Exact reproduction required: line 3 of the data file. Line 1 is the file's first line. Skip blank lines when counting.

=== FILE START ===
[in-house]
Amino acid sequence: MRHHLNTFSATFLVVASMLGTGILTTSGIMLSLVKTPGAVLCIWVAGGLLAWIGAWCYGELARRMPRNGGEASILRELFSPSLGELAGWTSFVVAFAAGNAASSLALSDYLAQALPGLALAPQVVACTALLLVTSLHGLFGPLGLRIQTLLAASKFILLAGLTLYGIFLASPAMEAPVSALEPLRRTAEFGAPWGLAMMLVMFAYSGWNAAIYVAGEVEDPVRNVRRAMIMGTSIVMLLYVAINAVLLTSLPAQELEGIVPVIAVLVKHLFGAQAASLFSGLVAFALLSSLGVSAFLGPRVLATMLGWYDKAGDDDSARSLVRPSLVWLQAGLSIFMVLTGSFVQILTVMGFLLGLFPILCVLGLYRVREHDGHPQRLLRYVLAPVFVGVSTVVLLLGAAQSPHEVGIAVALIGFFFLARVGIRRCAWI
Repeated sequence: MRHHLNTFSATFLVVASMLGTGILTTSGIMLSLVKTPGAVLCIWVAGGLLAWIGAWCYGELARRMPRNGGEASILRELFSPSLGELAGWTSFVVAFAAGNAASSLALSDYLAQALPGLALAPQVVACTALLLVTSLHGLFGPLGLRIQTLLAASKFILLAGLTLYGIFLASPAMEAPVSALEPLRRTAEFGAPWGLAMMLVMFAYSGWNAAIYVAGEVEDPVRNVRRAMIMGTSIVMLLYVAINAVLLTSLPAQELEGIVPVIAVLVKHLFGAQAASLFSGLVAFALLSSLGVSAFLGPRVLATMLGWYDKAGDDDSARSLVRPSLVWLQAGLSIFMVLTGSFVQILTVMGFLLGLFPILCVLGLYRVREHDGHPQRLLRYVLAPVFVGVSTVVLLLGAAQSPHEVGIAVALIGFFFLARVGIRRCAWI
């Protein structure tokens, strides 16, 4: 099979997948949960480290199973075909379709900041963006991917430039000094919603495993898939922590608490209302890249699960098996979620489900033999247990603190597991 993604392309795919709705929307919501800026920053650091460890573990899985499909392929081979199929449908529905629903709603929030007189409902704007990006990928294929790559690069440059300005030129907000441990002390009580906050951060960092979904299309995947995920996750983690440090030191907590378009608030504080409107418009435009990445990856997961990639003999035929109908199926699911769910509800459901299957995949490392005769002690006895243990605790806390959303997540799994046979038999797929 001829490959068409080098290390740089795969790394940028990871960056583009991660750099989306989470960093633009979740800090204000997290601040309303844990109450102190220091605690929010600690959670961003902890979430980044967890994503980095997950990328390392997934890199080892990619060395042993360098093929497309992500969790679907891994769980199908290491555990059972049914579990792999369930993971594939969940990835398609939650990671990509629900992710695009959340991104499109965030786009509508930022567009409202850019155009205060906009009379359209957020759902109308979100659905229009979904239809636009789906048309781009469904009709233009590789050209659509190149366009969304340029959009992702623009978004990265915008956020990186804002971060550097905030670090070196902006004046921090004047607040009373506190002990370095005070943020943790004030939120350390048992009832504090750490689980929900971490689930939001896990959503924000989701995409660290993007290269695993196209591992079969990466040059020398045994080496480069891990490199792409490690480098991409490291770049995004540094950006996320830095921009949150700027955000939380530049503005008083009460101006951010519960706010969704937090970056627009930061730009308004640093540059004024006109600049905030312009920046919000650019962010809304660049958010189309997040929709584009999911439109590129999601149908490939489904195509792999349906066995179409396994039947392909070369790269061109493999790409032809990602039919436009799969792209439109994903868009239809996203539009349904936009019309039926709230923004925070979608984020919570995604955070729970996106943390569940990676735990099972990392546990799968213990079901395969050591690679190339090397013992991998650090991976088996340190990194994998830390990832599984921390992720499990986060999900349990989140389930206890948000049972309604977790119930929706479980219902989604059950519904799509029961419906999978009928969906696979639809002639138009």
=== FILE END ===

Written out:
Repeated sequence: MRHHLNTFSATFLVVASMLGTGILTTSGIMLSLVKTPGAVLCIWVAGGLLAWIGAWCYGELARRMPRNGGEASILRELFSPSLGELAGWTSFVVAFAAGNAASSLALSDYLAQALPGLALAPQVVACTALLLVTSLHGLFGPLGLRIQTLLAASKFILLAGLTLYGIFLASPAMEAPVSALEPLRRTAEFGAPWGLAMMLVMFAYSGWNAAIYVAGEVEDPVRNVRRAMIMGTSIVMLLYVAINAVLLTSLPAQELEGIVPVIAVLVKHLFGAQAASLFSGLVAFALLSSLGVSAFLGPRVLATMLGWYDKAGDDDSARSLVRPSLVWLQAGLSIFMVLTGSFVQILTVMGFLLGLFPILCVLGLYRVREHDGHPQRLLRYVLAPVFVGVSTVVLLLGAAQSPHEVGIAVALIGFFFLARVGIRRCAWI